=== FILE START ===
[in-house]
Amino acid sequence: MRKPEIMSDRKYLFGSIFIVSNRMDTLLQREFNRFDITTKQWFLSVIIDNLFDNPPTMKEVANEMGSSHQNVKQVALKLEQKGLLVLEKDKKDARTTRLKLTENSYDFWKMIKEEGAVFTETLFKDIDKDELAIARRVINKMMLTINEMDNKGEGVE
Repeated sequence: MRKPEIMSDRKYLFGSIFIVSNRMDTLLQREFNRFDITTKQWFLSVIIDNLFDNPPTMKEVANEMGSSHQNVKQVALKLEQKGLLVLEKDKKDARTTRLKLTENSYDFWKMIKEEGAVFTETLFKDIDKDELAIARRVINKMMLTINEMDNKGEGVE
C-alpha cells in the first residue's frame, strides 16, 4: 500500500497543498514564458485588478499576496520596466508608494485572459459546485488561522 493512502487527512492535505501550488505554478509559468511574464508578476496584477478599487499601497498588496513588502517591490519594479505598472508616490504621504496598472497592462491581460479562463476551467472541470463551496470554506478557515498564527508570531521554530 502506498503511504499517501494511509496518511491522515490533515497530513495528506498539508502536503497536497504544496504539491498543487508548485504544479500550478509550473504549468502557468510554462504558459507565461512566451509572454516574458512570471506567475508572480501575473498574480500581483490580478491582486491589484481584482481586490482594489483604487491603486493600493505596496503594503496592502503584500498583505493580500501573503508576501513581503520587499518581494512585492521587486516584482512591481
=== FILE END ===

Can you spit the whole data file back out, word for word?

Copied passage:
[in-house]
Amino acid sequence: MRKPEIMSDRKYLFGSIFIVSNRMDTLLQREFNRFDITTKQWFLSVIIDNLFDNPPTMKEVANEMGSSHQNVKQVALKLEQKGLLVLEKDKKDARTTRLKLTENSYDFWKMIKEEGAVFTETLFKDIDKDELAIARRVINKMMLTINEMDNKGEGVE
Repeated sequence: MRKPEIMSDRKYLFGSIFIVSNRMDTLLQREFNRFDITTKQWFLSVIIDNLFDNPPTMKEVANEMGSSHQNVKQVALKLEQKGLLVLEKDKKDARTTRLKLTENSYDFWKMIKEEGAVFTETLFKDIDKDELAIARRVINKMMLTINEMDNKGEGVE
C-alpha cells in the first residue's frame, strides 16, 4: 500500500497543498514564458485588478499576496520596466508608494485572459459546485488561522 493512502487527512492535505501550488505554478509559468511574464508578476496584477478599487499601497498588496513588502517591490519594479505598472508616490504621504496598472497592462491581460479562463476551467472541470463551496470554506478557515498564527508570531521554530 502506498503511504499517501494511509496518511491522515490533515497530513495528506498539508502536503497536497504544496504539491498543487508548485504544479500550478509550473504549468502557468510554462504558459507565461512566451509572454516574458512570471506567475508572480501575473498574480500581483490580478491582486491589484481584482481586490482594489483604487491603486493600493505596496503594503496592502503584500498583505493580500501573503508576501513581503520587499518581494512585492521587486516584482512591481